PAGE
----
As I cleaned, I rehearsed how I would tell the women in my bereavement group about Anneliese. “You will now have to call both my daughters the one-with-children.” The women always referred to my daughters as the one-with-children and the one-without-children. They could not get their American tongues around the German names Kasmira and Anneliese. I would never tell them that Anneliese changed her named to Lisa when she was eleven years old.

I dampened another rag to dust around each picture frame. What would Lisa Putnam name her baby? Putnam, another name Lisa gave herself, neither Wallace nor Puttkammer, neither her husband’s nor mine. Anneliese once asked how I could know myself when I took names only given to me. Lisa Putnam’s questions did not worry me. I was not like her. I did not need to separate from others to know myself. I wondered if she would let her baby name itself.

Anneliese did not tell me she was pregnant. Walter warned me that I had gotten ahead of myself and should not assume. But I knew Anneliese, she was the daughter who always had a reason to call, and she had telephoned three times in two weeks “just to talk.” Then she had asked if she could make her yearly visit two months earlier. I believed she was finally pregnant.

Why else would a woman suddenly want to see her mother? I would be her child’s Oma. As her baby’s Oma, I would remind Anneliese that there were things I knew that she did not. She would see me as wise when I cured her baby’s earache with pot lids. I would warm the pot lids on the stove, cover them with towels and hold them to the baby’s head. When the baby stopped crying, Anneliese would look at me as she had before she was eleven years old, the year she stopped listening to me.

I wet a Q-Tip to collect crumbs between the oven and the counter. Albert once asked what I thought of as I cleaned. I had told him, “Cleaning.” I found a certain peace in concentrating only on scrubbing black dots of mildew from my yellow plastic shower curtain. But how could I just think of cleaning with Anneliese’s secret? I also thought of Walter. Warmth gathered below my breasts and flushed the back of my neck. I too had a secret, but I would not tell Anneliese mine.

Anneliese dropped her suitcases just inside the front door. She stood only one step in the doorway. Her dark high-heeled shoes rooted on the square of linoleum. I coaxed her to step into the room and follow me to the guest room. Her hair drooped close to her head. I had seen the choppy, uneven style on magazine women, but on Anneliese, the hair looked tired. She also had red highlights in her brown hair. When I mentioned this, she told me the color was auburn.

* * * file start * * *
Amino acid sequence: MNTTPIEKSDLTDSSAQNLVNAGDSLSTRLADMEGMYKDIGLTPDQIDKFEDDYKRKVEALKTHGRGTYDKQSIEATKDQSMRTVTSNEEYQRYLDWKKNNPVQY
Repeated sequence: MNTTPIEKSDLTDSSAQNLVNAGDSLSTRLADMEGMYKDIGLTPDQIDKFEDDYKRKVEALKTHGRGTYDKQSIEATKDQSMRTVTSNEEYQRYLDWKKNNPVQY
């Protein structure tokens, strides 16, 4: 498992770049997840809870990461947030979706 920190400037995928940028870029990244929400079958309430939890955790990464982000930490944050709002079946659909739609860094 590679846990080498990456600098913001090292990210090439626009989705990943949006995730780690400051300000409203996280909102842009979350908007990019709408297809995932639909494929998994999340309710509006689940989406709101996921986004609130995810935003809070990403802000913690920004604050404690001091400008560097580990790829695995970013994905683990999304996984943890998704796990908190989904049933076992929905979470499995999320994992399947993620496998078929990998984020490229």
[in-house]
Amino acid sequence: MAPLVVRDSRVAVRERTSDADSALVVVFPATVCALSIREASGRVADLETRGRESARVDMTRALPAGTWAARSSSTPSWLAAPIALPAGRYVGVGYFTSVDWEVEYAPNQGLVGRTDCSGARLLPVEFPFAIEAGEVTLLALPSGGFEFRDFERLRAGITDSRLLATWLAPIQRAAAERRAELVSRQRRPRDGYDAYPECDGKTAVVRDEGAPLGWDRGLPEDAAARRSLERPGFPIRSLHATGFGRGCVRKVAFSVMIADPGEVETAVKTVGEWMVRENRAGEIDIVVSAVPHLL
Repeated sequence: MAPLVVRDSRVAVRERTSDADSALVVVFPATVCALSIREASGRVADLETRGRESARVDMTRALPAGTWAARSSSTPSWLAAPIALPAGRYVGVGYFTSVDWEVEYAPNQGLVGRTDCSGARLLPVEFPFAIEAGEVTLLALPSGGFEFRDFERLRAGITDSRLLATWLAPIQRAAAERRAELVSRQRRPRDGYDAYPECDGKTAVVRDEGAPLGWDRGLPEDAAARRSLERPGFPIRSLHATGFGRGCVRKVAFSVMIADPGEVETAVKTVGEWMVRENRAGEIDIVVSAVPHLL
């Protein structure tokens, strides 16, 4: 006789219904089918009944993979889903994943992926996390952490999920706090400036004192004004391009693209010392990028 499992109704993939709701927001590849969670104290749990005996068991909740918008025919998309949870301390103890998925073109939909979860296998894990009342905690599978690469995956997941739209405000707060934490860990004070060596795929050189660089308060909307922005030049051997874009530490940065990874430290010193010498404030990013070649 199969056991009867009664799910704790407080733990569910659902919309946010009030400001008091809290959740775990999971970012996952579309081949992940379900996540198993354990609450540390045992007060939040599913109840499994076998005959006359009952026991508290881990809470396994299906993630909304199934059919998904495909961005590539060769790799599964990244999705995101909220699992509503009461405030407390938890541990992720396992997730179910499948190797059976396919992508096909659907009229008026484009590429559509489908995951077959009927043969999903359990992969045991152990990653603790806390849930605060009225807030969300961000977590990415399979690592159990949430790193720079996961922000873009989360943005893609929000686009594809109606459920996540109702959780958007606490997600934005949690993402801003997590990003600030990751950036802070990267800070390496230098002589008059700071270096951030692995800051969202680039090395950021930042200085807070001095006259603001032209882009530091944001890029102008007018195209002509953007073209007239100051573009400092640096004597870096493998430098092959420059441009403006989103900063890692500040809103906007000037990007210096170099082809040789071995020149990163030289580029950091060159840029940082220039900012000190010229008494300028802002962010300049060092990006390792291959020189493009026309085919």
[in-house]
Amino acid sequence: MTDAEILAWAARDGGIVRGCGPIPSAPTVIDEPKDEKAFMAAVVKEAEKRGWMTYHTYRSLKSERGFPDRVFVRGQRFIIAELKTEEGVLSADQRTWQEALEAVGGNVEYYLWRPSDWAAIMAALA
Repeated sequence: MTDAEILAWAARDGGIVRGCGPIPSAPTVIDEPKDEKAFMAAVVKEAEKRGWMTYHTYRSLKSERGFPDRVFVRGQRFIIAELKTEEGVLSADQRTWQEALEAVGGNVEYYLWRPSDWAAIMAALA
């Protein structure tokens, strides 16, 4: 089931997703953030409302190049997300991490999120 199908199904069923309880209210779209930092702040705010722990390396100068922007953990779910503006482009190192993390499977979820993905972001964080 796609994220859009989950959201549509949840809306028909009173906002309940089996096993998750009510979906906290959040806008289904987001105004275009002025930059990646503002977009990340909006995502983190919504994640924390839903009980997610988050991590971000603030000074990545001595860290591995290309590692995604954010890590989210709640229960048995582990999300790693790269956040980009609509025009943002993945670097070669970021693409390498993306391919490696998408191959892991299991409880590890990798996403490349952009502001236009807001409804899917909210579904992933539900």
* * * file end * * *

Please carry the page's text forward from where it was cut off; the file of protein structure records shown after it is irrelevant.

Anneliese never hid her displeasure with the house. I followed her to the bedroom and put things back in place. She picked up a pillow, ran her fingers over the brown corduroy fabric, and dropped it on the wrong chair. I placed it back on the correct chair. From the front door to the bedroom she scattered herself, kicking off her shoes in the kitchen, draping her decorative scarf over the La-Z-Boy, laying her sunglasses on top of the television. I remembered a younger Anneliese running through the house after school, her winter clothing in a trail to her bedroom, as if she must shed her skin and leave the shell behind her.

“Nothing changes here,” Anneliese said. This was how Anneliese talked to me. Gary would come later in a separate car, she said. Work, she muttered. This surprised me. I thought of my sons-in-laws in the way the bereavement women talked about them: the good son-in-law and the lazy son-in-law. The good son-in-law should have driven his pregnant wife.

I sat on the bed in the guest room and hoped she would tell me the secret reason for her trip. She had arrived late. The next day would be our only time to shop for the baby. I would need to tell her what to buy. Lisa Putnam did not know much about babies.

Anneliese was also dissatisfied with me. She tried to fix a stubborn curl that always flipped onto my cheek. I did not stop her. She needed to practice mothering. I liked seeing her that way.

“Anneliese, tell me why you came.”

“Not now, Mama. I’m so tired from the drive. Can you give me a minute to myself?”

“Of course. It is tiring to carry a little one inside.” I stood up, and she took my hand.

“A little one?”

I patted her cheek. Her eyes looked weary. A first pregnancy would be hard on her forty-year old body. “I knew about the baby when you called.” I squeezed her shoulders. “Mothers know these things.”

“You thought I would drive seven hours to tell you I was pregnant?” She closed her eyes.

“You wanted to tell me face to face. Daughters need their mothers during these times.”